Can You File For Custody Of Your Grandchild?


Sometimes grandparents end up providing more care for a child than that child's actual parents. When this occurs, those grandparents often want to seek legal custody of that grandchild. However, doing so is not as simple as you might think. Here are the basics that you need to know as a grandparent who wants custody of their grandchild.

1. The court prefers not to take custody away from birth parents.

In the eyes of the court, at least in the United States, the courts always seek to leave a child with their birth parents if there is any way of viably doing so. If one parent is unsuitable, then the other may be rewarded sole custody. Only when both parents are found to be unsuitable will custody be rewarded to someone else, such as the grandparents. It is rare for this to occur.

What you see as unsuitable parenting may not be the same as what the court sees as unsuitable. Multiple documented accounts of abuse or violence may prompt the court to take custody away from the parents. Things like having a messy kitchen and not laundering clothing as often as you think is suitable are not generally seen as neglect.

2. The parent could revoke their right to custody.

If the child's parents are both willing to revoke custody, that's a different story. You could essentially all sign a document akin to adoption papers, taking custody away from the birth parents and transferring it to you. The problem that often arises with this approach is that one parent is not willing to give up custody. Thus, this is a rare path for grandparents to take.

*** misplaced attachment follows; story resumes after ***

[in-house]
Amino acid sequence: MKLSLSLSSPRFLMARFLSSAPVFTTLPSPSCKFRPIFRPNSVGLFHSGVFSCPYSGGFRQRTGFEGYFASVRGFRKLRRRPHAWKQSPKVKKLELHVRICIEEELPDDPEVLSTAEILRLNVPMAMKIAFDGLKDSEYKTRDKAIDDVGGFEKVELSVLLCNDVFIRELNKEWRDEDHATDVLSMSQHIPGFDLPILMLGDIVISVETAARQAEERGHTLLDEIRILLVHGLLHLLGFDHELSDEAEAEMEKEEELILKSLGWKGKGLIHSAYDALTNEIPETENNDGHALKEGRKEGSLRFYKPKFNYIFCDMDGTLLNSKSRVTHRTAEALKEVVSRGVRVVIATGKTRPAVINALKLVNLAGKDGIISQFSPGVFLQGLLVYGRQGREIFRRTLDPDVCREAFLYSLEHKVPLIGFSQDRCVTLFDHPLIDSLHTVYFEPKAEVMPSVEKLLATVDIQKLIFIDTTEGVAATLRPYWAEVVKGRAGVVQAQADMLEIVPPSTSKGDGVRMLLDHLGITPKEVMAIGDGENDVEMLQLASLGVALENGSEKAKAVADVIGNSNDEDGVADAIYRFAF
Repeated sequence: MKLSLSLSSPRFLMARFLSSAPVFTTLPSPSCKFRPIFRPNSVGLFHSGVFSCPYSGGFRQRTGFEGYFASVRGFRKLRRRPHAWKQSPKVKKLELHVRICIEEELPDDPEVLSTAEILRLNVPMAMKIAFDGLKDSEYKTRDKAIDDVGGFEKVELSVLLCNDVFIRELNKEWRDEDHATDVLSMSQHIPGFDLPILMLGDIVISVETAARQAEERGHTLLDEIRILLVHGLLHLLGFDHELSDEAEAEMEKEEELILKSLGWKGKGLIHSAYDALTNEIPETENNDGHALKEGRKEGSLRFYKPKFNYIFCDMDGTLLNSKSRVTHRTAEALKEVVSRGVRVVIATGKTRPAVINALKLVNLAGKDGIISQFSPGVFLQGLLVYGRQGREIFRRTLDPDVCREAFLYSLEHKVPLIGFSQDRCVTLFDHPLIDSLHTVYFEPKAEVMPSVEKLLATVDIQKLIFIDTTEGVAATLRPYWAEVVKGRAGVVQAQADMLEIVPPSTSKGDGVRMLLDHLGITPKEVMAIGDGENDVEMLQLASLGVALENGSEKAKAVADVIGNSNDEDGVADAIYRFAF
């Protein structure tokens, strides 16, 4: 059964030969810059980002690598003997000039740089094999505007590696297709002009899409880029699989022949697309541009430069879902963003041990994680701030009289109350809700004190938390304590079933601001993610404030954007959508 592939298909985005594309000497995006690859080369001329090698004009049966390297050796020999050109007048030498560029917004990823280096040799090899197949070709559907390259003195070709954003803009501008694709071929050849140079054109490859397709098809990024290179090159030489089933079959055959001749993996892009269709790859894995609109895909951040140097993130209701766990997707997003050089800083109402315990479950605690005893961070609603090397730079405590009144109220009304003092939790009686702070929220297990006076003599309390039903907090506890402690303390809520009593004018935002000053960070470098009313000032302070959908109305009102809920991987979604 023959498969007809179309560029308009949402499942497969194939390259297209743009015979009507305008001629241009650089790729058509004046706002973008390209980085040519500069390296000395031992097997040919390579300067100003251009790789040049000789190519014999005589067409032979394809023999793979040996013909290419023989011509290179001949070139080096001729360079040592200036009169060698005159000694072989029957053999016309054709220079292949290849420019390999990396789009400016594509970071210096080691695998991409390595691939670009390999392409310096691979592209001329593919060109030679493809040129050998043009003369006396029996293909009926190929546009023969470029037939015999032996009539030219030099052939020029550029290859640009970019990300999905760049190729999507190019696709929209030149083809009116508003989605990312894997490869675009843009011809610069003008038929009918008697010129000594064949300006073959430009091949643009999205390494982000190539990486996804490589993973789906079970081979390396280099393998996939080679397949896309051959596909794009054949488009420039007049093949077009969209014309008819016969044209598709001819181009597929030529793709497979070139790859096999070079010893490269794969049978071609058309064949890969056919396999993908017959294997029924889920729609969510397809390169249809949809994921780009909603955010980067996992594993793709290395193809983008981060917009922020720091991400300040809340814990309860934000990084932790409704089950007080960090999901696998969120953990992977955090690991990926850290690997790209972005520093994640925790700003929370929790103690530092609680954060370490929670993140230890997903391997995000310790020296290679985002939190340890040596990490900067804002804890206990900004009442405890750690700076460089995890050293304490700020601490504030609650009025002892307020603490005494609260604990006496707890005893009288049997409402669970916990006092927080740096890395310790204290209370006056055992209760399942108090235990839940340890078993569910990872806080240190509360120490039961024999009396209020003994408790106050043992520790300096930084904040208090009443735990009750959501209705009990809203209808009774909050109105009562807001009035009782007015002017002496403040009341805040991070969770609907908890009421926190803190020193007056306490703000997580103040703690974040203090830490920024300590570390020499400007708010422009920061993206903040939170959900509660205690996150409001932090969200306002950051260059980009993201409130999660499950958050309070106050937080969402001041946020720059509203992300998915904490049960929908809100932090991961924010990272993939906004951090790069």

3. You may have grandparents visitation rights or guardianship.

Even though gaining true custody can be difficult or impossible, there is another route you can go down in order to be granted some official rights to the child. In most states, the court will reward what is known as "grandparent visitation." This would mean there is an official court document stating that you get to see the child for a certain amount of time on a certain schedule.

You could also petition for guardianship. This is essentially a financial position that would give you a say in how any money the child inherits is spent, how their healthcare is dealt with, and where they go to school. Guardianship is easier to obtain than custody in most cases.

As you can see, petitioning the court for custody of your grandchild is very difficult, and it is not something you should do on your own. Work with a child custody attorney to ensure you take the appropriate path and stand the best chance of being granted what you're seeking.


19 November 2019

Working Closely With Your Attorney

When my husband filed for divorce a few years ago, I knew that I didn't want to endure a legal battle on my own. I interviewed several different attorneys until I found one that I really liked, and then I really gave my case my all. I had long talks with my lawyer about everything from financial problems to the way that we organized our schedule, and she was able to create a rock-solid case from my statements. This website is all about the importance of communicating effectively with your attorney by making the right decisions. Check out these posts about lawyers so that you are better prepared for your next case.